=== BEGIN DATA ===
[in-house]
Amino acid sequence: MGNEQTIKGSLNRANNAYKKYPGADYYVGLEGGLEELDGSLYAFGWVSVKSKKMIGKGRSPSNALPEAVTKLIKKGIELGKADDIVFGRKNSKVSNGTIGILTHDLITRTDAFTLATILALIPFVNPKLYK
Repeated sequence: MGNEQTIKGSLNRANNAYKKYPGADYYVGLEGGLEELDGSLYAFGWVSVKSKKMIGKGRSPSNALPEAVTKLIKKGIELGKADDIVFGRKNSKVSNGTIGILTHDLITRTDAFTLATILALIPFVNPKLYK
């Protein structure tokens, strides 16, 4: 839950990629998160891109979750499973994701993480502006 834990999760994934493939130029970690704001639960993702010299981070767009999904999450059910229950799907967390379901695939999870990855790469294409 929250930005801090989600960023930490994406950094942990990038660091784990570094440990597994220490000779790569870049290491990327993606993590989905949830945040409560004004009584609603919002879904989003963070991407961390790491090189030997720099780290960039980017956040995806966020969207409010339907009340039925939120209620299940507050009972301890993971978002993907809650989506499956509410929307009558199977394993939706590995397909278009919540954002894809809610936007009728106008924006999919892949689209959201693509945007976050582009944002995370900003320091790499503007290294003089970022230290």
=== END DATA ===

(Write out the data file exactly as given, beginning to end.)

[in-house]
Amino acid sequence: MGNEQTIKGSLNRANNAYKKYPGADYYVGLEGGLEELDGSLYAFGWVSVKSKKMIGKGRSPSNALPEAVTKLIKKGIELGKADDIVFGRKNSKVSNGTIGILTHDLITRTDAFTLATILALIPFVNPKLYK
Repeated sequence: MGNEQTIKGSLNRANNAYKKYPGADYYVGLEGGLEELDGSLYAFGWVSVKSKKMIGKGRSPSNALPEAVTKLIKKGIELGKADDIVFGRKNSKVSNGTIGILTHDLITRTDAFTLATILALIPFVNPKLYK
């Protein structure tokens, strides 16, 4: 839950990629998160891109979750499973994701993480502006 834990999760994934493939130029970690704001639960993702010299981070767009999904999450059910229950799907967390379901695939999870990855790469294409 929250930005801090989600960023930490994406950094942990990038660091784990570094440990597994220490000779790569870049290491990327993606993590989905949830945040409560004004009584609603919002879904989003963070991407961390790491090189030997720099780290960039980017956040995806966020969207409010339907009340039925939120209620299940507050009972301890993971978002993907809650989506499956509410929307009558199977394993939706590995397909278009919540954002894809809610936007009728106008924006999919892949689209959201693509945007976050582009944002995370900003320091790499503007290294003089970022230290």